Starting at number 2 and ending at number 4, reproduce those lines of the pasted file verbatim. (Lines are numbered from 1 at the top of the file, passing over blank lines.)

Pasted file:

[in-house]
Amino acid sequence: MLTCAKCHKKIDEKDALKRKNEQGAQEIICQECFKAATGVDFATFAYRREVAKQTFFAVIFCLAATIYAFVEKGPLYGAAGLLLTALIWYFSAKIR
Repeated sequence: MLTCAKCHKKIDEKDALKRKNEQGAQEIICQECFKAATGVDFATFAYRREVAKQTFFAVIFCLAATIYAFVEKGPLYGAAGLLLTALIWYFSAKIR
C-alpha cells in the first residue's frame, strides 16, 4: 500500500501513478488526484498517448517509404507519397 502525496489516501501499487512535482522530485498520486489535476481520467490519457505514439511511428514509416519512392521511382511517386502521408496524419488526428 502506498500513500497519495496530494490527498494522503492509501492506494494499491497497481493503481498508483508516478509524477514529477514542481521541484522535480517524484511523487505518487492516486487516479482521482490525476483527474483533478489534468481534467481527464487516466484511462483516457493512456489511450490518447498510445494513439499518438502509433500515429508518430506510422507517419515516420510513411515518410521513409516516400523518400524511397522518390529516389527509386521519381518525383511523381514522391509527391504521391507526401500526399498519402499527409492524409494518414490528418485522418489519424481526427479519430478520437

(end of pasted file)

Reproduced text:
Amino acid sequence: MLTCAKCHKKIDEKDALKRKNEQGAQEIICQECFKAATGVDFATFAYRREVAKQTFFAVIFCLAATIYAFVEKGPLYGAAGLLLTALIWYFSAKIR
Repeated sequence: MLTCAKCHKKIDEKDALKRKNEQGAQEIICQECFKAATGVDFATFAYRREVAKQTFFAVIFCLAATIYAFVEKGPLYGAAGLLLTALIWYFSAKIR
C-alpha cells in the first residue's frame, strides 16, 4: 500500500501513478488526484498517448517509404507519397 502525496489516501501499487512535482522530485498520486489535476481520467490519457505514439511511428514509416519512392521511382511517386502521408496524419488526428 502506498500513500497519495496530494490527498494522503492509501492506494494499491497497481493503481498508483508516478509524477514529477514542481521541484522535480517524484511523487505518487492516486487516479482521482490525476483527474483533478489534468481534467481527464487516466484511462483516457493512456489511450490518447498510445494513439499518438502509433500515429508518430506510422507517419515516420510513411515518410521513409516516400523518400524511397522518390529516389527509386521519381518525383511523381514522391509527391504521391507526401500526399498519402499527409492524409494518414490528418485522418489519424481526427479519430478520437